Gypsy moth caterpillars cause winter closure of Hampton's Trail Wood sanctuary

Edwin Way and Nellie Teale moved to this 1806 house at the Trail Wood sanctuary in 1959. (Judy Benson/The Day)
Edwin Way and Nellie Teale moved to this 1806 house at the Trail Wood sanctuary in 1959. (Judy Benson/The Day)

Hampton — For the first time in more than two decades, the sprawling 168-acre Trail Wood Sanctuary will be closed to the public for the winter, and gypsy moths are to blame.

Gypsy moth caterpillars, which have been decimating Connecticut's trees since their population soared in southern New England in 2016 after a stretch of dry weather, have killed many trees in the sanctuary that must now be cleared, according to Sarah Hemingway, the regional director for the Connecticut Audubon Society, which owns the property and has operated it as a sanctuary since 1993.

Contracted loggers will remove trees that gyspy moths have killed or damaged starting Dec. 1, and the sanctuary, the former home of author and naturalist Edwin Way Teale and a popular year-round hiking spot, will be closed.

"There was a concern that some of the dead trees might be a hazard for hikers," said Connecticut Audubon Society spokesman Tom Andersen.

Gypsy moths have defoliated trees, mostly oaks, in different spots around the sanctuary over the past several years, Hemingway said.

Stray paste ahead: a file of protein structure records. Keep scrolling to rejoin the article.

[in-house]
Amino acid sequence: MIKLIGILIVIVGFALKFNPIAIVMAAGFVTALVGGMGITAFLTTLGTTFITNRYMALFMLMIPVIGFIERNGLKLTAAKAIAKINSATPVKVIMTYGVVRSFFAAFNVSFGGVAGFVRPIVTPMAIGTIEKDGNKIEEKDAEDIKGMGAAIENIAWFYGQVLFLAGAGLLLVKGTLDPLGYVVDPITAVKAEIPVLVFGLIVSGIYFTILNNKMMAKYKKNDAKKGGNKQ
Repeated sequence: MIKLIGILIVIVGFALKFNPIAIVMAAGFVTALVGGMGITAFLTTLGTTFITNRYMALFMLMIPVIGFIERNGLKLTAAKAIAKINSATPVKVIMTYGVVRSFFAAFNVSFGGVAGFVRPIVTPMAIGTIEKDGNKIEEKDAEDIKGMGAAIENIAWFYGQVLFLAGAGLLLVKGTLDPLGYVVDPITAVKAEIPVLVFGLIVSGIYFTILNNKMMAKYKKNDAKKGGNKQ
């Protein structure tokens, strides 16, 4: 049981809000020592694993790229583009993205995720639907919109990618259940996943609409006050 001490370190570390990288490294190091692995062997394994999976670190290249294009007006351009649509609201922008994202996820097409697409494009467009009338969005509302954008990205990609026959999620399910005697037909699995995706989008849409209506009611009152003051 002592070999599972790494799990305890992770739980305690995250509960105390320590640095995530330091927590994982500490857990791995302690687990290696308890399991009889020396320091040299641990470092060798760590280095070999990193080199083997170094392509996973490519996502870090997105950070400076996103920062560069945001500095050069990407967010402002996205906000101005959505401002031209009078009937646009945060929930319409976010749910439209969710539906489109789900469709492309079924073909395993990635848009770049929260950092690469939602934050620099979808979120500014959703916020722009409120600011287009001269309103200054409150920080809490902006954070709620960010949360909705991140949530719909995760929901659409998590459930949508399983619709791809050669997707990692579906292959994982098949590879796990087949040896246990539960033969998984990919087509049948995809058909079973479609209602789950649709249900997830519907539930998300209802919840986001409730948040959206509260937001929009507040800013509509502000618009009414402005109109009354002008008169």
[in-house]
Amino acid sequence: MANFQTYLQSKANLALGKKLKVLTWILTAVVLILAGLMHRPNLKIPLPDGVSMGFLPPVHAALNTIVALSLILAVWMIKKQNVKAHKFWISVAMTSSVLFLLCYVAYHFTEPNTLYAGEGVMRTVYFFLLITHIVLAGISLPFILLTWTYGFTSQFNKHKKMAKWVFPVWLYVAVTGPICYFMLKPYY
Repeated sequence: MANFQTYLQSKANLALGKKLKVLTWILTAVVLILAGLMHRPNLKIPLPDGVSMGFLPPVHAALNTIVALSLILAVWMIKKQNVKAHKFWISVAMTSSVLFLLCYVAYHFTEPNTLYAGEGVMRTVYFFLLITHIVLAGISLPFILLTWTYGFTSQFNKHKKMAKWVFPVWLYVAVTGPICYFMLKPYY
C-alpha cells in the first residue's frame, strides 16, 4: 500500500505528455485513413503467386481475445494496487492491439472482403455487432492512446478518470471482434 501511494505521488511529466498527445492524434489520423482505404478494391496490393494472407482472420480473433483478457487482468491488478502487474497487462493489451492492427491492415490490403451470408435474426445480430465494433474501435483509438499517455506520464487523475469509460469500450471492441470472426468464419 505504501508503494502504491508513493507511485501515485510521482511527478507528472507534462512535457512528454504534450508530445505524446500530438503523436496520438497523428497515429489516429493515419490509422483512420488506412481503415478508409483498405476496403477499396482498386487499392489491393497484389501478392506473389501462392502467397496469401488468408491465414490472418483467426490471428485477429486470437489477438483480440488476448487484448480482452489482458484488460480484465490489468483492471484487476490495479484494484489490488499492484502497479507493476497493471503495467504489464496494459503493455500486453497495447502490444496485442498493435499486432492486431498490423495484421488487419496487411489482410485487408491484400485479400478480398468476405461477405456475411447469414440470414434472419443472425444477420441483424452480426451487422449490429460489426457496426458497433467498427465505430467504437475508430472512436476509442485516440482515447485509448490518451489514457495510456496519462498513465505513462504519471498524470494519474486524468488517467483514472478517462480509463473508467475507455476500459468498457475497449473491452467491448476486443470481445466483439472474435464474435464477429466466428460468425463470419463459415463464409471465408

"When that happens to a tree one year, the tree can deal with it," Andersen said. "It stresses it out, but it can recover."

But multiple years of gypsy moth attacks have killed the affected trees, he said, and recent storms have felled more, Andersen said.

The sanctuary's miles of trails will reopen to the public in March, he said.

"It's a fairly big project, and they can only do it when the weather conditions are right," he said.

Workers will selectively take down fallen or weakened trees around the sanctuary, a process he said would allow the surrounding trees more room to grow and benefit bird species like the blue-winged warbler and the indigo bunting, which thrive in areas with shorter trees and shrubs.

"When you clear away trees in a forest it opens up the forest canopy, allowing more light in, which allows smaller, shrubbier trees to grow," Andersen said.

Hemingway said the work was scheduled to create the smallest possible disruption to birds and would be done in a manner sensitive to the sanctuary's water sources and wildlife.

The loggers will leave trunks and branches on the ground to encourage new seedlings and potential nesting areas. Smaller branches will be made into brush piles.

The work could create a bright side of the gypsy moth infestation for birds and hikers, Andersen said.

"We would have preferred that the trees hadn't died, but since they did, we're making the best of it," he said.

Regular hikers will notice significantly less foliage when the sanctuary reopens this spring, and Hemingway said some who frequent the property for wintertime exercise have said they will miss the walking paths.

"We do definitely have some regular walkers that are already unhappy about this," she said.

But "this is basically the best way we can manage a bad situation."


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